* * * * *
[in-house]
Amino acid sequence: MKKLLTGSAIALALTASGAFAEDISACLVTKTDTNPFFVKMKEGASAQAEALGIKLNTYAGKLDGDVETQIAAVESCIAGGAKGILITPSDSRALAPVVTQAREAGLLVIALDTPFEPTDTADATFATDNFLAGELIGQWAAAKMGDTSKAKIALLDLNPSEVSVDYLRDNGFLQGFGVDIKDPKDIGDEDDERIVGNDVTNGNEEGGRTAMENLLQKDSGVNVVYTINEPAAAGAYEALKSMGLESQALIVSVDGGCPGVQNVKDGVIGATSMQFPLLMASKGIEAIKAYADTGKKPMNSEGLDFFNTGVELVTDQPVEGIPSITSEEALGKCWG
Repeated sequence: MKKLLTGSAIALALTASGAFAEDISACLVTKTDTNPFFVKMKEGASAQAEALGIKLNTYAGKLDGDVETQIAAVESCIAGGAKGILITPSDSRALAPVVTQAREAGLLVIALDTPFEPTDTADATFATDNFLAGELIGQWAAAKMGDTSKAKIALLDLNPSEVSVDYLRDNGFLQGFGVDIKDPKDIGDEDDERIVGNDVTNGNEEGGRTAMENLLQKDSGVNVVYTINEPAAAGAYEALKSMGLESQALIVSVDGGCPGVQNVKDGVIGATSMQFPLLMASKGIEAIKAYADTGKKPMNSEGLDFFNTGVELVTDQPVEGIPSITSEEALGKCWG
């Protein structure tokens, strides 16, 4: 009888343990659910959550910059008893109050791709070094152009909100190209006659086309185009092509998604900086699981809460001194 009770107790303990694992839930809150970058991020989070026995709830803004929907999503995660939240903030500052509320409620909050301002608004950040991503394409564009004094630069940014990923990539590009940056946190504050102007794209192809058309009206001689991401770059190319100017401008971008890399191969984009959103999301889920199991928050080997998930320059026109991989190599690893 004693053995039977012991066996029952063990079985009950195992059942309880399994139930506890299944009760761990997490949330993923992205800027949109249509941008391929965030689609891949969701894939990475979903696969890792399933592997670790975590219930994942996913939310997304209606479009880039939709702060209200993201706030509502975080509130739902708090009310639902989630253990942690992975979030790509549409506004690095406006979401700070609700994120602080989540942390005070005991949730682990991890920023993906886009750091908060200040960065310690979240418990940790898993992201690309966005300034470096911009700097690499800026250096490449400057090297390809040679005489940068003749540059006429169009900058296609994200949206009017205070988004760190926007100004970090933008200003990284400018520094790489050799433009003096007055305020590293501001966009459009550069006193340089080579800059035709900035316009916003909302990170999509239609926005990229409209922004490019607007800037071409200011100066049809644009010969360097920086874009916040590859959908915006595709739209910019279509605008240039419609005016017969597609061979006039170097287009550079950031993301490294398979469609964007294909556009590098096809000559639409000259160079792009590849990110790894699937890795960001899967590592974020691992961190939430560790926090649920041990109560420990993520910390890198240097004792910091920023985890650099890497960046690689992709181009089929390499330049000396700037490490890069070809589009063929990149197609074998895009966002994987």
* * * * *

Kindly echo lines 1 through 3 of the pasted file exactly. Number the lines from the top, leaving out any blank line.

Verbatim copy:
[in-house]
Amino acid sequence: MKKLLTGSAIALALTASGAFAEDISACLVTKTDTNPFFVKMKEGASAQAEALGIKLNTYAGKLDGDVETQIAAVESCIAGGAKGILITPSDSRALAPVVTQAREAGLLVIALDTPFEPTDTADATFATDNFLAGELIGQWAAAKMGDTSKAKIALLDLNPSEVSVDYLRDNGFLQGFGVDIKDPKDIGDEDDERIVGNDVTNGNEEGGRTAMENLLQKDSGVNVVYTINEPAAAGAYEALKSMGLESQALIVSVDGGCPGVQNVKDGVIGATSMQFPLLMASKGIEAIKAYADTGKKPMNSEGLDFFNTGVELVTDQPVEGIPSITSEEALGKCWG
Repeated sequence: MKKLLTGSAIALALTASGAFAEDISACLVTKTDTNPFFVKMKEGASAQAEALGIKLNTYAGKLDGDVETQIAAVESCIAGGAKGILITPSDSRALAPVVTQAREAGLLVIALDTPFEPTDTADATFATDNFLAGELIGQWAAAKMGDTSKAKIALLDLNPSEVSVDYLRDNGFLQGFGVDIKDPKDIGDEDDERIVGNDVTNGNEEGGRTAMENLLQKDSGVNVVYTINEPAAAGAYEALKSMGLESQALIVSVDGGCPGVQNVKDGVIGATSMQFPLLMASKGIEAIKAYADTGKKPMNSEGLDFFNTGVELVTDQPVEGIPSITSEEALGKCWG